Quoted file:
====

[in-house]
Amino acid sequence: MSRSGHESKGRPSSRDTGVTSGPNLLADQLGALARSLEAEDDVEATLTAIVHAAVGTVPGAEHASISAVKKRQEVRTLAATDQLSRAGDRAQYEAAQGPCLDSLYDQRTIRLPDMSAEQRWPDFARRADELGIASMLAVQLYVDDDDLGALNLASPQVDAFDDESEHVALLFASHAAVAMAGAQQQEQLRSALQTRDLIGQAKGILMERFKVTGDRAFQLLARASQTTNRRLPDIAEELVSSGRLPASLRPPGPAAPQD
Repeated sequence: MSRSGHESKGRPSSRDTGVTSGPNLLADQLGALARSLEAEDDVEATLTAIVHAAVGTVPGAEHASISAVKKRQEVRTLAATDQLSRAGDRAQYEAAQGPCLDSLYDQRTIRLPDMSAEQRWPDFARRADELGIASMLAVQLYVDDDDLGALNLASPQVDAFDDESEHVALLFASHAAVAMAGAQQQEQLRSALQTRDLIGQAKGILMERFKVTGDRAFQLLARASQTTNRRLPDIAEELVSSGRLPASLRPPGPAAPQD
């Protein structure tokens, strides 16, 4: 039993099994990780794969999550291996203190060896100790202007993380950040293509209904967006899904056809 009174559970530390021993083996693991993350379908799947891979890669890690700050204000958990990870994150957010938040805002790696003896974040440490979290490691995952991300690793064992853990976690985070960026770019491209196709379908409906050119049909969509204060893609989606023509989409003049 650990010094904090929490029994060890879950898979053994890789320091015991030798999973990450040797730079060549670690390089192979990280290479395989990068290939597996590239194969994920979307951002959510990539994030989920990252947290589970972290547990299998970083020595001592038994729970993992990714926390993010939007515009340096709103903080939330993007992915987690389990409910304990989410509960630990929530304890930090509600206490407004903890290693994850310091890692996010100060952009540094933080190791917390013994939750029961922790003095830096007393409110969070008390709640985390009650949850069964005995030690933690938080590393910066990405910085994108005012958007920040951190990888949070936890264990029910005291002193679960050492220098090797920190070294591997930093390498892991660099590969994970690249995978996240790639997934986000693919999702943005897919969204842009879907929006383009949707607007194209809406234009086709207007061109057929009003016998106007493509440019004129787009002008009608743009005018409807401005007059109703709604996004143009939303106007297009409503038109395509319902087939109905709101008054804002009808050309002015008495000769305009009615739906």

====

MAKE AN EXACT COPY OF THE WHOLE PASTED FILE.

[in-house]
Amino acid sequence: MSRSGHESKGRPSSRDTGVTSGPNLLADQLGALARSLEAEDDVEATLTAIVHAAVGTVPGAEHASISAVKKRQEVRTLAATDQLSRAGDRAQYEAAQGPCLDSLYDQRTIRLPDMSAEQRWPDFARRADELGIASMLAVQLYVDDDDLGALNLASPQVDAFDDESEHVALLFASHAAVAMAGAQQQEQLRSALQTRDLIGQAKGILMERFKVTGDRAFQLLARASQTTNRRLPDIAEELVSSGRLPASLRPPGPAAPQD
Repeated sequence: MSRSGHESKGRPSSRDTGVTSGPNLLADQLGALARSLEAEDDVEATLTAIVHAAVGTVPGAEHASISAVKKRQEVRTLAATDQLSRAGDRAQYEAAQGPCLDSLYDQRTIRLPDMSAEQRWPDFARRADELGIASMLAVQLYVDDDDLGALNLASPQVDAFDDESEHVALLFASHAAVAMAGAQQQEQLRSALQTRDLIGQAKGILMERFKVTGDRAFQLLARASQTTNRRLPDIAEELVSSGRLPASLRPPGPAAPQD
């Protein structure tokens, strides 16, 4: 039993099994990780794969999550291996203190060896100790202007993380950040293509209904967006899904056809 009174559970530390021993083996693991993350379908799947891979890669890690700050204000958990990870994150957010938040805002790696003896974040440490979290490691995952991300690793064992853990976690985070960026770019491209196709379908409906050119049909969509204060893609989606023509989409003049 650990010094904090929490029994060890879950898979053994890789320091015991030798999973990450040797730079060549670690390089192979990280290479395989990068290939597996590239194969994920979307951002959510990539994030989920990252947290589970972290547990299998970083020595001592038994729970993992990714926390993010939007515009340096709103903080939330993007992915987690389990409910304990989410509960630990929530304890930090509600206490407004903890290693994850310091890692996010100060952009540094933080190791917390013994939750029961922790003095830096007393409110969070008390709640985390009650949850069964005995030690933690938080590393910066990405910085994108005012958007920040951190990888949070936890264990029910005291002193679960050492220098090797920190070294591997930093390498892991660099590969994970690249995978996240790639997934986000693919999702943005897919969204842009879907929006383009949707607007194209809406234009086709207007061109057929009003016998106007493509440019004129787009002008009608743009005018409807401005007059109703709604996004143009939303106007297009409503038109395509319902087939109905709101008054804002009808050309002015008495000769305009009615739906």